Clonmacnoise is located in the center of Ireland in County Offaly, at the crossroads where a principal east-west trade route crosses the principal north-south river, the River Shannon. It is about 12 miles from Athlone town and from Ballinasloe in County Galway. It is 7km N of the nearest village of Shannonbridge, on R444. The Celtic name for Clonmacnoise is "Cluain Mhic Nois" (meadow of the sons of Nos).
In 548 AD, Saint Ciaran, with eight followers, began establishment of his own monastery, known as Clonmacnoise. He built the first church there with help by Prince Diarmuid mac Cerbaill, who was later crowned the first Christian High King of Ireland. St. Ciaran died of yellow plague at age 33, soon after he founded the settlement. Clonmacnoise was situated between the provinces of Meath and Connacht, and at various periods of history was aligned with both provinces. Clonmacnoise benefited from the patronage of powerful provincial kings, and several Irish kings are buried here, including the last High King of Ireland, Rory O'Connor, buried in 1198.
The earliest churches, houses and domestic buildings were made of wood and have not survived. Churches were built of stone from the 10th century. Most of the surviving buildings were founded from 900 to 1200 AD. One church, Temple Connor, built about 1200 AD, is still intact and used by the Church of Ireland, where Mass is served on special occasions, one being a visit by the Pope.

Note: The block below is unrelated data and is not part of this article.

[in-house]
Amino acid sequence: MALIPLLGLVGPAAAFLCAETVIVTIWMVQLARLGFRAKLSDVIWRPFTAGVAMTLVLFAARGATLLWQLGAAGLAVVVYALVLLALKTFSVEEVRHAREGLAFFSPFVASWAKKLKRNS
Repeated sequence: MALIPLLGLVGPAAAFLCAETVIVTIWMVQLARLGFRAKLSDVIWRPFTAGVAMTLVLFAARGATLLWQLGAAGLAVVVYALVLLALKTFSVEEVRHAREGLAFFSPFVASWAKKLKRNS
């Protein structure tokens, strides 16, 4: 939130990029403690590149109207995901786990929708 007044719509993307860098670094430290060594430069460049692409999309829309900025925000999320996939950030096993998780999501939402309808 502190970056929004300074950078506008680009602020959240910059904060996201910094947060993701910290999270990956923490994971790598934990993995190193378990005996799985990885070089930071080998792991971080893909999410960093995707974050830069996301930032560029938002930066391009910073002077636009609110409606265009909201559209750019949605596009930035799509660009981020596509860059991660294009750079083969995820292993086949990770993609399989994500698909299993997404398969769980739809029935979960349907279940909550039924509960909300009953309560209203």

From the 8th through 10th centuries, monks and scribes from all over Europe came to Clonmacnoise to study and pray, and it was referred to as "Island of Saints and scholars". They learned skills which led to world-renowed works, such as the Books of Kells and Durrow and Book of the Dun Cow.
Clonmacnoise was destroyed by fire several times and plundered on several occasions by invaders, including 8 attacks over three centuries by the Vikings. It was attacked over 30 times by various Irish kings and Anglo-Norman kings, and rebuilt each time by the monks. It fell into decline from the 13th century until 1552, when English soldiers from nearby Athlone garrison looted and destroyed Clonmacnoise. By the end of that century the churches were in ruins and it was 300 years before another monastery existed in Ireland.
Clonmacnoise, sometimes called "seven churches", was designated a national monument in 1877 and taken over by the state to maintain. In 1955 the Church of Ireland gave the graveyard and remaining buildings to the state. Clonmacnoise is presently overseen by the Office of Public Works.
A heritage center and museum, located near the Clonmacnoise carpark, contains a reconstruction of a wooden building where crosses were carved. It also houses original High Crosses, including the Cross of the Scriptures, South Cross and the shaft of the North Cross. Replicas of these high crosses were erected in their original positions within Clonmacnoise. Also on display are several early Christian graveslabs from the 8th - 12th centuries, which are carved with crosses and Celtic designs and inscribed with the names of the deceased. The museum also contains an audiovisual timeline of the site.
There is no public transportation to Clonmacnoise. One needs their own car/hire car, or it is possible to arrange a private tour or to join a bus tour to the site. It is also possible, at times, to travel there by boat on the River Shannon.
The memorials recorded here are from both the "old cemetery" and the adjoining "new cemetery" which was opened in the 1950s.
- Added: 24 Oct 2001
- Find A Grave Cemetery: #859699
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